The world may soon return to an international gold standard as a result of a mega project that European central banks have been preparing quietly for many years. This July, Seeking Alpha reported that:
“Since the 1970s, policies that paved the way for an equitable and durable monetary system have gradually been implemented.”
That may lead the world closer to having the ability to reinstate the classic and previously popular gold standard. Most of the European Central Banks forecasted around 50 years ago that what is happening currently would happen in the international monetary system. Jan Nieuwenhuijs wrote for Seeking Alpha:
“the current fiat system is on the decline, and “unconventional monetary policy has entered a dead-end street and can’t reverse.”
The international gold standard disappeared permanently in 1971. That was around the same time when the European Central banks began working on a contingency plan aiming to bring it back if and when it would prove necessary. Nieuwenhuijs wrote:
“Sentiment in Europe, however, was to counter dollar dominance and slowly prepare a new arrangement. Currently, central banks in Europe are signaling that a new system that incorporates gold is approaching. As such, Europe has equalized official gold reserves internationally, strategically allocated their gold, upgraded their gold to current industry standards, and are now promoting gold as the ‘perfect piggybank’ and as ‘protection against high inflation.’”
The movement to buck dollar dominance and hegemony is not restricted to Europe. Malaysian officials and the Shanghai Gold Exchange (SGE) president have publicly supported shifting away from the US Dollar and back to gold.
The Revival Of Gold Standard
Today, the revitalization of and the renewed faith in the gold standard appears to have also spread in the energy sector. Morgan Stanley analysts have stated that they believe that the ratio between gold and oil, two of the most followed commodities globally, is worth highlighting.
According to them, the golden ratio could and should be of major interest to people who seek a crystal ball for oil price futures. Nevertheless, Morgan Stanley hedges this assertion explaining that these practices also have their shortcomings. Morgan Stanley’s Martijn Rats and Amy Sergeant said last week:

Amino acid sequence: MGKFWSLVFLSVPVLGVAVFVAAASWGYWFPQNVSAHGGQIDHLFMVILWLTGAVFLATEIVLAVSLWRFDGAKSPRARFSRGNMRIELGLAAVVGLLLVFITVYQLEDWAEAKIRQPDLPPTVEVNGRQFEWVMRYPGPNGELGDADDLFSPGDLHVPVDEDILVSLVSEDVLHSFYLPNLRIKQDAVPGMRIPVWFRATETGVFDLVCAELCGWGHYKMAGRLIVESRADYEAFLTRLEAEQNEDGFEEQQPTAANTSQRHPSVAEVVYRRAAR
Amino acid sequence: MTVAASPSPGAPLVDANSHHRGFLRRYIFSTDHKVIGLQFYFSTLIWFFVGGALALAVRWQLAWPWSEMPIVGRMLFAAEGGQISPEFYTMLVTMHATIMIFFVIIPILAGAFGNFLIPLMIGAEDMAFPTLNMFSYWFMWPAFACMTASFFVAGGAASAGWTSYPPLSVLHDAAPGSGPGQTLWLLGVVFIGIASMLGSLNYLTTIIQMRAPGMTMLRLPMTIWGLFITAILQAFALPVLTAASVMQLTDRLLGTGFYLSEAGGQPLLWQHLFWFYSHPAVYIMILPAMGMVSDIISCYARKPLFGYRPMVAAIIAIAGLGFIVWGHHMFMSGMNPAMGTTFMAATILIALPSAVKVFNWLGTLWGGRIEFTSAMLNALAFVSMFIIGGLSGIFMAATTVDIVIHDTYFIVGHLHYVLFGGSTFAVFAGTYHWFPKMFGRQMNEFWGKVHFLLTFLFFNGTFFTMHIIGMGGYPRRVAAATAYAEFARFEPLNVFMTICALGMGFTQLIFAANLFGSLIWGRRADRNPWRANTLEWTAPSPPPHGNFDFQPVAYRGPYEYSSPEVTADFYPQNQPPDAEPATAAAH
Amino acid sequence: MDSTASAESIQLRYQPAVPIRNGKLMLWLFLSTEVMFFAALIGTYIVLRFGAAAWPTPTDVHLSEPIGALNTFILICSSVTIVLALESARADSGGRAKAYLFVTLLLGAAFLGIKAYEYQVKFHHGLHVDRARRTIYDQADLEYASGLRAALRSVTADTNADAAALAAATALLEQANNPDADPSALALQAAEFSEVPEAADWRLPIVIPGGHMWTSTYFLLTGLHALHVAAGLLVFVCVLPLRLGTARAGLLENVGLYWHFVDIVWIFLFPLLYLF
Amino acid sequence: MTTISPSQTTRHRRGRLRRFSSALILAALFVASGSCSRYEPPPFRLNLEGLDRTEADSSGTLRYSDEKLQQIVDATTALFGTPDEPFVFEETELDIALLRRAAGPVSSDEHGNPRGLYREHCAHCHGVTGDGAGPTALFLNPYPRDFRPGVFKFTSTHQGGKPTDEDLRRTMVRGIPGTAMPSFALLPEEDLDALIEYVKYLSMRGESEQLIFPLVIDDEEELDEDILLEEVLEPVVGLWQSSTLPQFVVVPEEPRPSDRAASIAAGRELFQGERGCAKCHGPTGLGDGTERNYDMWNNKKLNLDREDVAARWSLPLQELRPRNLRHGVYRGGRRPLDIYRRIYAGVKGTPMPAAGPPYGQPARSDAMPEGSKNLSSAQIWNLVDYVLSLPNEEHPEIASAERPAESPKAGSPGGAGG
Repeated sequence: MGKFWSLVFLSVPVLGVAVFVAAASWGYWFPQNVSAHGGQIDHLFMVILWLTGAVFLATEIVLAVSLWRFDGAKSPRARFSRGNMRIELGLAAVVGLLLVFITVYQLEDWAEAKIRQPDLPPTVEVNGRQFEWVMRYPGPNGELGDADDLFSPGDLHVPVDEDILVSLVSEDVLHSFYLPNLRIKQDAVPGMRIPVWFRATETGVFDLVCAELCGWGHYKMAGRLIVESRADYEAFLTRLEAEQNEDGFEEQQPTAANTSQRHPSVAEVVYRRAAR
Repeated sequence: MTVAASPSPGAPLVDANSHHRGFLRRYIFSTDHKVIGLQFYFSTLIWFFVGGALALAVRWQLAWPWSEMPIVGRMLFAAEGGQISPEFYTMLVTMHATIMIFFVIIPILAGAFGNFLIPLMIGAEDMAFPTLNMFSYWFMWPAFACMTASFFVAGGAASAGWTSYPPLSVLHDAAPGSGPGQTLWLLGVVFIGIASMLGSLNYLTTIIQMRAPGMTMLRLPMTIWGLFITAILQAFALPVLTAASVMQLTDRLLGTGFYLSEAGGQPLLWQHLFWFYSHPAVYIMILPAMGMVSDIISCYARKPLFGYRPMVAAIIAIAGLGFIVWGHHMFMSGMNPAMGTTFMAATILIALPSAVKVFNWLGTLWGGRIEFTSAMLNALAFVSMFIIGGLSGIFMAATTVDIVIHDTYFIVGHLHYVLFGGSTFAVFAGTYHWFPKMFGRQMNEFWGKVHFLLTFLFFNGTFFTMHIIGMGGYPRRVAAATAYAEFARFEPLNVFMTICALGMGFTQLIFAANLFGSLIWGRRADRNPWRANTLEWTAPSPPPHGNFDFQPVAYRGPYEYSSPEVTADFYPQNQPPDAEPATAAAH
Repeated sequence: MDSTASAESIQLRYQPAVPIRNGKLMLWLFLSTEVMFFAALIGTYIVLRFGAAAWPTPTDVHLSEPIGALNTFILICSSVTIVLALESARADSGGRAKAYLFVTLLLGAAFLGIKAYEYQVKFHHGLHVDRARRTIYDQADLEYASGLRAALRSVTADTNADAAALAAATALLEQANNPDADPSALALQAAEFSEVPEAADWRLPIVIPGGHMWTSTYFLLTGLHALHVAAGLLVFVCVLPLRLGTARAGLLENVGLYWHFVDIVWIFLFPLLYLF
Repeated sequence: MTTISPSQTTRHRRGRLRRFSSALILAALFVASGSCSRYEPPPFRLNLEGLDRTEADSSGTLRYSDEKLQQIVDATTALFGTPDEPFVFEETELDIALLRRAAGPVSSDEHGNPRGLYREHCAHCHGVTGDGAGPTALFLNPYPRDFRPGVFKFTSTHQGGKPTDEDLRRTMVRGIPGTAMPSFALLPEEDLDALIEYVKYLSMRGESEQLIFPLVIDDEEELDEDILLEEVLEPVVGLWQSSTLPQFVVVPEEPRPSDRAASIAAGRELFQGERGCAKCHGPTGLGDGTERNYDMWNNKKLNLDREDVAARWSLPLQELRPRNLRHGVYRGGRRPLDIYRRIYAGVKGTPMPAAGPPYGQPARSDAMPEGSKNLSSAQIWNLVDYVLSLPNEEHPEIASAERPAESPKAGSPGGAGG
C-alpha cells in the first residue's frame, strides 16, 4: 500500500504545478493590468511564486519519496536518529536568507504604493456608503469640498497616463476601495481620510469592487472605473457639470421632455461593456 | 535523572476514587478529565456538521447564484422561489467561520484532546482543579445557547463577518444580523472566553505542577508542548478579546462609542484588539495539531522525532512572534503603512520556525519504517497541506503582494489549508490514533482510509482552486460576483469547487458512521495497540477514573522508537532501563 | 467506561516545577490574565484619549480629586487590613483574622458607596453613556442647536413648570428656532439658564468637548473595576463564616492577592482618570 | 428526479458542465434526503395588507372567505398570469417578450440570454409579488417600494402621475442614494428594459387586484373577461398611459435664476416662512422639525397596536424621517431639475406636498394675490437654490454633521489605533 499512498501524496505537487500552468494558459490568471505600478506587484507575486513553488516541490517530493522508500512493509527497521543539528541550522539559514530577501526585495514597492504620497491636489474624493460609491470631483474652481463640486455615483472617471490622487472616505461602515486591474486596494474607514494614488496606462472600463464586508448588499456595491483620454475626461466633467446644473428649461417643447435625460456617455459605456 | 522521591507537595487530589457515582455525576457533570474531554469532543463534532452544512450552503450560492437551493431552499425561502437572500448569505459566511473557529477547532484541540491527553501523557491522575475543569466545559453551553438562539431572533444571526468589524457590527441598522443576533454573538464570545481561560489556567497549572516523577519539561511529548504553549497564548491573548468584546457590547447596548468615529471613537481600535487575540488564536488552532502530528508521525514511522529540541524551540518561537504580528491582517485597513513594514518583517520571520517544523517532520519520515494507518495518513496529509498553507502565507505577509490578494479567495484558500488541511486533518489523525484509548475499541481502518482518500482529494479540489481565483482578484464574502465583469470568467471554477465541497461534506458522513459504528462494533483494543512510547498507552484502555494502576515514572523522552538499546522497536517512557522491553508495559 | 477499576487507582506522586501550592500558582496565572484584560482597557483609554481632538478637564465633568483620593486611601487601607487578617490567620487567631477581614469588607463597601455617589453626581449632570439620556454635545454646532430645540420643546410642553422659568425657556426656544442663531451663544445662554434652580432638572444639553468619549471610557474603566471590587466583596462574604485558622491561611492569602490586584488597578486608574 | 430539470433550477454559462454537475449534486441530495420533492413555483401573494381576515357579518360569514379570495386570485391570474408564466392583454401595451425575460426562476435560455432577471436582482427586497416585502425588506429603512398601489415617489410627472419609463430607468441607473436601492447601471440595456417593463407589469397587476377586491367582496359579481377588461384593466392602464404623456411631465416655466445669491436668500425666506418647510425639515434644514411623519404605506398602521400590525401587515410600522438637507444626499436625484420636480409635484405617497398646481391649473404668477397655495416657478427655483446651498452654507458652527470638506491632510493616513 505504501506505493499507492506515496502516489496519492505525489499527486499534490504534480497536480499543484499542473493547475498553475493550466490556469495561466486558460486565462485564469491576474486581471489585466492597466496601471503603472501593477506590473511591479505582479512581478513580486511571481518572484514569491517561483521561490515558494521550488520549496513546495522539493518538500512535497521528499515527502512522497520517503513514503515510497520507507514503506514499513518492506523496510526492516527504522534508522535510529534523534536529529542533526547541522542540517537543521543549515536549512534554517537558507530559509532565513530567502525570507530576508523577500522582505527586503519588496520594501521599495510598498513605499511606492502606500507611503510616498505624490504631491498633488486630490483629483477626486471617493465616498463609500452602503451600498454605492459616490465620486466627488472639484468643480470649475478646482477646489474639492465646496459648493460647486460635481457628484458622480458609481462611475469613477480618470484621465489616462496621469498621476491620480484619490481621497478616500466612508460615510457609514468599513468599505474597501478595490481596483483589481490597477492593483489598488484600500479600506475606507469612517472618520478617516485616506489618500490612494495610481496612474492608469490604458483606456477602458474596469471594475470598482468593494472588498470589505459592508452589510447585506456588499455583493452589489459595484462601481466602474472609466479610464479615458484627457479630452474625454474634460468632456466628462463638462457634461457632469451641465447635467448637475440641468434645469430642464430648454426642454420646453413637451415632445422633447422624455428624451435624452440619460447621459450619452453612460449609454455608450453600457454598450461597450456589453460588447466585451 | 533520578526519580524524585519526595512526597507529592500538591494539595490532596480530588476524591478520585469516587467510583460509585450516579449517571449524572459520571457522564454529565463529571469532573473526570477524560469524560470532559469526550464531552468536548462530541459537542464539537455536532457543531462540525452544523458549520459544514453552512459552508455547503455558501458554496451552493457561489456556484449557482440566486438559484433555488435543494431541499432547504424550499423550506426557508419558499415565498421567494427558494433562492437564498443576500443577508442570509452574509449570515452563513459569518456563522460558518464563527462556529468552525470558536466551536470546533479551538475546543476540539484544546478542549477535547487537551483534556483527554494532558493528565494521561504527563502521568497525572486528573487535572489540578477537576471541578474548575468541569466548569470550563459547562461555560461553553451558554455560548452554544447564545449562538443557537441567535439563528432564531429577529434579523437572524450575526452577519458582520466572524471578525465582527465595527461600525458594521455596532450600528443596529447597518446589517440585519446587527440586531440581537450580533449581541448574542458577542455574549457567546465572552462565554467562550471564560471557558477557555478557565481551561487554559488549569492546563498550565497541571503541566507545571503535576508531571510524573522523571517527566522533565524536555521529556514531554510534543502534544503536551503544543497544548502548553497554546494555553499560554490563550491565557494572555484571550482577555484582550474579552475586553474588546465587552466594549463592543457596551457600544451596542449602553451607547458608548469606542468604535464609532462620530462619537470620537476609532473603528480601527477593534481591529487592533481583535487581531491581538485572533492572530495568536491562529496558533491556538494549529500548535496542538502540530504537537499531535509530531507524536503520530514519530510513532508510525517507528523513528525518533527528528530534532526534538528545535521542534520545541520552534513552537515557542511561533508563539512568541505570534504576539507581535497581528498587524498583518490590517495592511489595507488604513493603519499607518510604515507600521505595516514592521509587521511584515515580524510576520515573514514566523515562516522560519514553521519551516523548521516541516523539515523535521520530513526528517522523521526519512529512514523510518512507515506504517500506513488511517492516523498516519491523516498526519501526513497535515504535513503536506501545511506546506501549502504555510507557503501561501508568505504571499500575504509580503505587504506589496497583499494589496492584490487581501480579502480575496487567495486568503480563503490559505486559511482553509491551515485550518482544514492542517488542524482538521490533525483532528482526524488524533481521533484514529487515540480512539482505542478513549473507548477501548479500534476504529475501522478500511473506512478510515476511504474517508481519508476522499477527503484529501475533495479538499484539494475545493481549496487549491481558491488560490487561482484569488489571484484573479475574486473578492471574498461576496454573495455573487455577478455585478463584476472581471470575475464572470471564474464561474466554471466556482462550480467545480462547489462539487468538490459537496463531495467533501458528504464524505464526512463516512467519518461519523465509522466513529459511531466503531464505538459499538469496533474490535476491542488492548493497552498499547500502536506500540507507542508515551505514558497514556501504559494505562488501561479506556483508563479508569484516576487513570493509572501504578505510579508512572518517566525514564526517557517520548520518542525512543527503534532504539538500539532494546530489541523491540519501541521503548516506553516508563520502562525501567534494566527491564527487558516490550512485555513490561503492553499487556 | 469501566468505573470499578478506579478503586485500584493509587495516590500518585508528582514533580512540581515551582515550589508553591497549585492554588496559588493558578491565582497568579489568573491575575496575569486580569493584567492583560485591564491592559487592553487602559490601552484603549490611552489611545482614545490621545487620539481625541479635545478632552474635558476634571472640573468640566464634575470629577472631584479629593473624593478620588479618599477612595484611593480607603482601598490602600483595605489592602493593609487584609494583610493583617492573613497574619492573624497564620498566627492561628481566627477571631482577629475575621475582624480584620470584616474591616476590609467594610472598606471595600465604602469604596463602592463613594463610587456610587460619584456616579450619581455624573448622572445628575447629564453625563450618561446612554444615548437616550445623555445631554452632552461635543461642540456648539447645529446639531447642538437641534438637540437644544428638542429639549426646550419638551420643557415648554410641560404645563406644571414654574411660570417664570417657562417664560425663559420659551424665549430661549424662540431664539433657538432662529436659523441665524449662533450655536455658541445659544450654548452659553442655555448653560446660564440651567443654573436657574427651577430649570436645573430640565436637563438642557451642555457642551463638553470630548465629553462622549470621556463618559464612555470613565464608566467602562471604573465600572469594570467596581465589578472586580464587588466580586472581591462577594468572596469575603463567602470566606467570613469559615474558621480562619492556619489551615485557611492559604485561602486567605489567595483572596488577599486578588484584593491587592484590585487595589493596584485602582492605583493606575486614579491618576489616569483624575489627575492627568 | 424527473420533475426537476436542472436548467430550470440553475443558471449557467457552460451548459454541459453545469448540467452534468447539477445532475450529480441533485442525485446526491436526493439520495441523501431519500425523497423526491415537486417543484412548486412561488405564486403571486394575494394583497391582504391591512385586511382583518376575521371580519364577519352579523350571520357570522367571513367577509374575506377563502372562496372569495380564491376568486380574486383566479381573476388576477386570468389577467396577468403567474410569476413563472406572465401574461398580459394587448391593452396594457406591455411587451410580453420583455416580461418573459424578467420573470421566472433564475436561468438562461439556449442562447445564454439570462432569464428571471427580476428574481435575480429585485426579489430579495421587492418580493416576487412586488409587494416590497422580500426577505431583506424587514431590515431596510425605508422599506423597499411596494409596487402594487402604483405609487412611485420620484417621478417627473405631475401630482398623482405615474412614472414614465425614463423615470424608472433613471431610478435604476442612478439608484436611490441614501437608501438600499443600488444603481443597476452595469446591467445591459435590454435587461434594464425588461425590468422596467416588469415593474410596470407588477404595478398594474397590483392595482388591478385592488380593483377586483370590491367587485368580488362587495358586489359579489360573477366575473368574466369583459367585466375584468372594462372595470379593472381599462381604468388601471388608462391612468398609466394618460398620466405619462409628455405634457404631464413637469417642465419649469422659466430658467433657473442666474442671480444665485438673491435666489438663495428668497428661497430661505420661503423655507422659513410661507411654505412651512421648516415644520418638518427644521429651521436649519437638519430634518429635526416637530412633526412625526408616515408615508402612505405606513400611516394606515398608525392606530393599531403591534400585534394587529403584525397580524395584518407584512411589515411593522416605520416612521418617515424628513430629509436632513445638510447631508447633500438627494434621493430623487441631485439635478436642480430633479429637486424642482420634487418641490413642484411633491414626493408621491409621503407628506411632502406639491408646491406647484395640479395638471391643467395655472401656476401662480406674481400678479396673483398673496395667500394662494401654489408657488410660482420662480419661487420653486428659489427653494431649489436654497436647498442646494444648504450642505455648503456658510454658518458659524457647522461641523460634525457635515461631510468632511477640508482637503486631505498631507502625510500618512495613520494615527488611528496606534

“The oil-gold ratio has historically been a poor indicator of future oil prices. However, it is interesting at its extremes.”
CNBC also explained:
“crude futures tend to be supported during periods of high inflation, while gold is traditionally used as a hedge against inflation. This positive correlation has often meant higher oil prices have coincided with higher gold prices, although one does not directly impact the other.”
Thus, the ratio between gold and oil becomes quite important when determining how many oil barrels are equal to the value of an ounce of gold.
So far, it is evident that oil has been having a historically bad year. After oil demand was hit by a severe lack of demand due to the rapid spread of COVID-19, the oil industry’s woes were compounded by a spat. That soon developed into an all-out price war between Russia and Saudi Arabia. Both countries are members of OPEC+.
The result of that price war was a massive oil glut that rapidly filled the world’s oil storage to maximum capacity. That oversupply resulted in an extent that storing oil became more expensive than owning it. It caused the West Texas Intermediate crude benchmark to drop below zero for the first time in its history. The drop happened on April 20 and it ended the day at a previously unthinkable negative $37.63 per barrel.
It is a rough year for the international Brent crude benchmark although it never tasted the negative territory. Reliable reports stated:
“At present, international benchmark Brent crude futures are down more than 35% year-to-date; on pace for their worst year since 2015. In stark contrast, spot gold futures are trading up over 19% this year; on track for their best year since 2010.”
Due to that, the US bank said that the oil-gold ratio was currently trading in its 99ths percentile since 1980. That happened despite recovering from a more than 40-year low in late April.